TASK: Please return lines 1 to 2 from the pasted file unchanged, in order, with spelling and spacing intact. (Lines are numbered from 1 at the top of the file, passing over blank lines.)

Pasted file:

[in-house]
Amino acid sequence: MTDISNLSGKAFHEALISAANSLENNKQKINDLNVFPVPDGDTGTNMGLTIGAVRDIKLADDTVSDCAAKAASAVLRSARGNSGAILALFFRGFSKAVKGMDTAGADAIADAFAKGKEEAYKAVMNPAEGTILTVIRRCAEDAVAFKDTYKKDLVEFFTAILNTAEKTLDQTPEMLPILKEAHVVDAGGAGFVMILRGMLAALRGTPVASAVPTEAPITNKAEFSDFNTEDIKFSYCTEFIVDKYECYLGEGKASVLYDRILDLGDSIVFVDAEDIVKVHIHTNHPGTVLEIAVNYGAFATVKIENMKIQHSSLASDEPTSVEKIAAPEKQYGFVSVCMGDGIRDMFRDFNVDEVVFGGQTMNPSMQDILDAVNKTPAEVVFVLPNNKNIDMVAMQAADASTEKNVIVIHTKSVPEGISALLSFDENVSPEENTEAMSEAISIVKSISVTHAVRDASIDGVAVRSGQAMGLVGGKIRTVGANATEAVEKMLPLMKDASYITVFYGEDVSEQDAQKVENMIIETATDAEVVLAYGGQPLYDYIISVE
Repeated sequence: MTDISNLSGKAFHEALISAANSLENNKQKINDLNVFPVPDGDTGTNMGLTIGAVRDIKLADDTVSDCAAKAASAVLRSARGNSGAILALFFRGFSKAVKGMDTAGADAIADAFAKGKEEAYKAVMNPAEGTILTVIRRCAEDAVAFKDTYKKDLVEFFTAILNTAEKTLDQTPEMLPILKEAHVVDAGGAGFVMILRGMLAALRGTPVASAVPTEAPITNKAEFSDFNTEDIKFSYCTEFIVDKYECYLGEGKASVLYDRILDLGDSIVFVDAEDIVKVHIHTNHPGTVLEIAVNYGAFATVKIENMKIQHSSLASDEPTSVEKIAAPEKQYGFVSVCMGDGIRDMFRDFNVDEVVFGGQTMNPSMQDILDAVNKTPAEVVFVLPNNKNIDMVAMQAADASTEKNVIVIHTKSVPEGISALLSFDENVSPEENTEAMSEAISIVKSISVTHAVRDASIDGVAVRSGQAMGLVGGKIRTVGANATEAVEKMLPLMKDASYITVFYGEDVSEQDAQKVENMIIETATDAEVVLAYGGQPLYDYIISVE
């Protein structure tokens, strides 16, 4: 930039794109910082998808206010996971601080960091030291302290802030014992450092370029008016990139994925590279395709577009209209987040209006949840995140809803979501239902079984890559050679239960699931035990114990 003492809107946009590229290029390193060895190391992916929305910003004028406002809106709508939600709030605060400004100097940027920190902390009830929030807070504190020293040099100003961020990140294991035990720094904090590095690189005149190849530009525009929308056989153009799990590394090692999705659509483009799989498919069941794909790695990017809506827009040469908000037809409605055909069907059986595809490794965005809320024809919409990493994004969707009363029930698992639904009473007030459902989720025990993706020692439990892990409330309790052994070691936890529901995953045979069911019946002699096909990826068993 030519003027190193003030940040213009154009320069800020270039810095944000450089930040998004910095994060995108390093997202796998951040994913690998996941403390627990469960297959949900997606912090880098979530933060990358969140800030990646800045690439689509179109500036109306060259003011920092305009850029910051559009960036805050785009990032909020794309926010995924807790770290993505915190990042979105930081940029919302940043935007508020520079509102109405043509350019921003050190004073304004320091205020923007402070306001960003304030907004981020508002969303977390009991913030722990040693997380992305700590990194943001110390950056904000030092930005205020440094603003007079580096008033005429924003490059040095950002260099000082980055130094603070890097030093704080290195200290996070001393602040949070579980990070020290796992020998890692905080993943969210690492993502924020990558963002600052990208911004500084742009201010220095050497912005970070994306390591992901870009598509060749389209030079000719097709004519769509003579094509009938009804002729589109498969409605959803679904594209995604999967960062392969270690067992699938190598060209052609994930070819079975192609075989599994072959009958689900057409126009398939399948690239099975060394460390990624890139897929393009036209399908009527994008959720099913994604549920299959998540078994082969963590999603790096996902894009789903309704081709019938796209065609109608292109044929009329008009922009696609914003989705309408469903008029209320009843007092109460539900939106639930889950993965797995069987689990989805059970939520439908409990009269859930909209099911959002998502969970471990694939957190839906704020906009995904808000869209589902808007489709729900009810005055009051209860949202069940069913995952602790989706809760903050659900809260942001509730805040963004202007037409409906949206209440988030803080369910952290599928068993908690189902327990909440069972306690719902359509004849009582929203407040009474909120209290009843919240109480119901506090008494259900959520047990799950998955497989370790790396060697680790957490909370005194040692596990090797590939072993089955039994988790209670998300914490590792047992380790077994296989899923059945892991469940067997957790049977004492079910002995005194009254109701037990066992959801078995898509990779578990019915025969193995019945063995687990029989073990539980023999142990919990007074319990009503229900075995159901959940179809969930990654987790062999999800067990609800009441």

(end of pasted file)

[in-house]
Amino acid sequence: MTDISNLSGKAFHEALISAANSLENNKQKINDLNVFPVPDGDTGTNMGLTIGAVRDIKLADDTVSDCAAKAASAVLRSARGNSGAILALFFRGFSKAVKGMDTAGADAIADAFAKGKEEAYKAVMNPAEGTILTVIRRCAEDAVAFKDTYKKDLVEFFTAILNTAEKTLDQTPEMLPILKEAHVVDAGGAGFVMILRGMLAALRGTPVASAVPTEAPITNKAEFSDFNTEDIKFSYCTEFIVDKYECYLGEGKASVLYDRILDLGDSIVFVDAEDIVKVHIHTNHPGTVLEIAVNYGAFATVKIENMKIQHSSLASDEPTSVEKIAAPEKQYGFVSVCMGDGIRDMFRDFNVDEVVFGGQTMNPSMQDILDAVNKTPAEVVFVLPNNKNIDMVAMQAADASTEKNVIVIHTKSVPEGISALLSFDENVSPEENTEAMSEAISIVKSISVTHAVRDASIDGVAVRSGQAMGLVGGKIRTVGANATEAVEKMLPLMKDASYITVFYGEDVSEQDAQKVENMIIETATDAEVVLAYGGQPLYDYIISVE